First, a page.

5 PEEIIIV5/15 0 is the frequency at which the imum amplitude occurs, and is called the center frequency. The band of frequencies that passes, or the pass band, is defined to be c1 c2, where c1 and c2 are the cutoff (3 db) frequencies. The width of the pass band, given by B = c2 c1 is called the bandwidth All Pass Filter The all pass filter is one whose amplitude is constant, thus, it passes all frequencies equally well as shown in fig. 4. It is usually put in a cascade when it is desired to keep the amplitude part of the frequency response unaltered but shift the phase as desired. Fig. 4 All Pass Filter Magnitude Portion of Frequency Response Band Reject Filter The band reject filter is one that passes all frequencies except a single band. A typical amplitude response of a band reject filter is shown in fig. 5. (2) 1/2 Fig. 5 Band Reject Filter Magnitude Portion of Frequency Response 0 c1 c2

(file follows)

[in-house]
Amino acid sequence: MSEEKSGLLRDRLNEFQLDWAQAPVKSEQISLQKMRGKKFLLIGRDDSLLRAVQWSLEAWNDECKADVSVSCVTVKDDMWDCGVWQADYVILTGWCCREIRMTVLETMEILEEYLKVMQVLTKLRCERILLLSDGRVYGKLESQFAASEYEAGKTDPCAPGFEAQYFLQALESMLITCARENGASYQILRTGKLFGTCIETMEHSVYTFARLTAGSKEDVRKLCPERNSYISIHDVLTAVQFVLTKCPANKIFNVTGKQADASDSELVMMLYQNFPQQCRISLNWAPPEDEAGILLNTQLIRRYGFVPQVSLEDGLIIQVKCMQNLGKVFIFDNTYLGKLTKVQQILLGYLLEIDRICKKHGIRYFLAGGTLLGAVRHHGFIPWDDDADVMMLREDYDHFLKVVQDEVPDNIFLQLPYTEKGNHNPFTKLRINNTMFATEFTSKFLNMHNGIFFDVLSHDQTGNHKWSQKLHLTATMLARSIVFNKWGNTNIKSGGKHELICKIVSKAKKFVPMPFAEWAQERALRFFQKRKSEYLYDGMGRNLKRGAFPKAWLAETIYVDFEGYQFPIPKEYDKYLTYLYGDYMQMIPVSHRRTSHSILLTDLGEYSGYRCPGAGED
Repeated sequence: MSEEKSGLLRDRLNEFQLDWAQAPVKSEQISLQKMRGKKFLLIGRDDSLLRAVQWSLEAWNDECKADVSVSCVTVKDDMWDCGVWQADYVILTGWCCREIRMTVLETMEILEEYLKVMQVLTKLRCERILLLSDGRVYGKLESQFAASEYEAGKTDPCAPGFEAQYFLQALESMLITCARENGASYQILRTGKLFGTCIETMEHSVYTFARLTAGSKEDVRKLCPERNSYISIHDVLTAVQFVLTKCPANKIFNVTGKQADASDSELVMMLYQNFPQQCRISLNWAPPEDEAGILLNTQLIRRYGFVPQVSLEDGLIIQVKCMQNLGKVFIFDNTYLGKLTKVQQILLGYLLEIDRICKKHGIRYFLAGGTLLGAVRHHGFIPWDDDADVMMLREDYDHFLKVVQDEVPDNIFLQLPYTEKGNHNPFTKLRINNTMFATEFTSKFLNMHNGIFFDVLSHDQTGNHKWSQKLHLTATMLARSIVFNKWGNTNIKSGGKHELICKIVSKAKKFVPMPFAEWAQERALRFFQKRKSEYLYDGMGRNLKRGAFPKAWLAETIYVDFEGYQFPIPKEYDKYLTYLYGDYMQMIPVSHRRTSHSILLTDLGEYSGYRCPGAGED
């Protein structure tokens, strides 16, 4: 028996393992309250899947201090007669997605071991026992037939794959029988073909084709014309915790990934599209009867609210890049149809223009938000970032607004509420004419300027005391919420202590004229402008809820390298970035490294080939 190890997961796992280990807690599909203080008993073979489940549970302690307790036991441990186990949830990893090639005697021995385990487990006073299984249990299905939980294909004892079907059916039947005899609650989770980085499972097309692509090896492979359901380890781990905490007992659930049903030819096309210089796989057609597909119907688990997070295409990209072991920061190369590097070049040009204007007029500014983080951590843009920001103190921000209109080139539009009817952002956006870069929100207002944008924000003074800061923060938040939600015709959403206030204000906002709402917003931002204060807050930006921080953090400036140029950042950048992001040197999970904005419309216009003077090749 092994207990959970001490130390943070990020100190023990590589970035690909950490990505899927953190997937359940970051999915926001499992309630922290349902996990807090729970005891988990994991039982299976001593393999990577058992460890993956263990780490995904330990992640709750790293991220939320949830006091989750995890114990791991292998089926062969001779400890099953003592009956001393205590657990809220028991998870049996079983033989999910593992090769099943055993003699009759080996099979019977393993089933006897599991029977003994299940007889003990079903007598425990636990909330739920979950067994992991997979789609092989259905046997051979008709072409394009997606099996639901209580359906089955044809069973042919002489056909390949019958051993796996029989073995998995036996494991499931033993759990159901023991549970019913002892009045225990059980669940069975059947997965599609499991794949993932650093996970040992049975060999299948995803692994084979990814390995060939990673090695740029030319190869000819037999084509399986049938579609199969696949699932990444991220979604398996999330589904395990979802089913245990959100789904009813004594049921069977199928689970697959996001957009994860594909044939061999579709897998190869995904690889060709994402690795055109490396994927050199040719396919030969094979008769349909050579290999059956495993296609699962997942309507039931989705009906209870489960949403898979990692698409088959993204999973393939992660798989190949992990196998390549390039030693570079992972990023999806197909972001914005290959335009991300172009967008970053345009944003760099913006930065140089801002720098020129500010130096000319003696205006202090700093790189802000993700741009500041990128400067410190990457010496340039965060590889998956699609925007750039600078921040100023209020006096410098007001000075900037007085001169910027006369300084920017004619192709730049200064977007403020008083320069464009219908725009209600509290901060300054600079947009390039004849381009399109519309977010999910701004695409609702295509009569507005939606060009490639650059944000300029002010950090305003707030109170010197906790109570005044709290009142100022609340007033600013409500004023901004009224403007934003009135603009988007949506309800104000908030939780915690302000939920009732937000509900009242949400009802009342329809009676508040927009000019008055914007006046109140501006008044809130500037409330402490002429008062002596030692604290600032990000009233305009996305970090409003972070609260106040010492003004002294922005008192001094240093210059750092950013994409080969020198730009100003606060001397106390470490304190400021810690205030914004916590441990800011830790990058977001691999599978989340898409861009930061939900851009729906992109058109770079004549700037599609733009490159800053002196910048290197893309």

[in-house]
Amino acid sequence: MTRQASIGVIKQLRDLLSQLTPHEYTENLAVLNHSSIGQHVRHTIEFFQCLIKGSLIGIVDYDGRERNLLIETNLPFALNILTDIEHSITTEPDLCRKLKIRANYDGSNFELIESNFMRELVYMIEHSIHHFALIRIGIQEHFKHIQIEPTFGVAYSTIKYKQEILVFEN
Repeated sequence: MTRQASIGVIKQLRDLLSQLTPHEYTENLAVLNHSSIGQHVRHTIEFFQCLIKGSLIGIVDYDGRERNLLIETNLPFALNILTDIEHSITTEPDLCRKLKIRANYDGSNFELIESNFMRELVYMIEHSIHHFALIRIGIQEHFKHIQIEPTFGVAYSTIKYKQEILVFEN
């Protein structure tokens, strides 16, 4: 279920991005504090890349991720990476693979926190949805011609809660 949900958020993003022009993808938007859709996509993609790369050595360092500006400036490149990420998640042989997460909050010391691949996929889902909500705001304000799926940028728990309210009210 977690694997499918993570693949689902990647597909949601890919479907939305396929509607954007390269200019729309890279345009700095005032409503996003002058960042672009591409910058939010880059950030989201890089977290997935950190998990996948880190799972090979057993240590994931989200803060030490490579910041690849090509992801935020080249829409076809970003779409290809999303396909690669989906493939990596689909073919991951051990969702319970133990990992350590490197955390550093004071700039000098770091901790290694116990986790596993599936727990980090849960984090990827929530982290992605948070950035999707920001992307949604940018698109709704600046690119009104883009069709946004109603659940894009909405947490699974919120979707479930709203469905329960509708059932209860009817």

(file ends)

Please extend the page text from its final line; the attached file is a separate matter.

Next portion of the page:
6 PEEIIIV6/15 As shown in fig. 5, the band reject filter passes all frequencies that are greater than c2 and smaller than c1. Its stop band is c1 < < c Review of Op Amps 3 Filters realized with RLC circuits have limited performance. Filters incorporating such passive elements in addition to active elements such as op amps exhibit better characteristics and are called active filters 4. Inverting Input V n V R i V V p Vi Av= NonInverting Input V 0 R 0 Fig. 1 Operational Amplifier Characteristics of an Ideal Op Amp 1. Input Resistance R i = ": An infinite input resistance means that no current flows into or out of either of the input terminals. 2. Output Resistance R o = 0: In this case the output voltage V o is independent of the output current 3. Open Loop Voltage Gain µ =A V = ±" 5 : In order to predict the behavior of an operational amplifier when circuit elements are externally connected to its terminals, one must understand the constraints imposed on the terminal voltages and currents by the amplifier itself. Those imposed on the terminal voltages are as follows : and V 0 = A V (V p V n ) (1) 3 A somewhat more detailed description can be found in part 2 of Principles of EE I lab IV and a full description in sections of the text. 4 The subject is treated in detail in chapter 15 of the text. 5 The sign of A v (whether positive or negative) depends on the definition of V i i.e. which of the two input terminals is defined as the reference. If V i is defined as (V n V p ) then A v is <0; if defined as (V p V n ) then it is >0.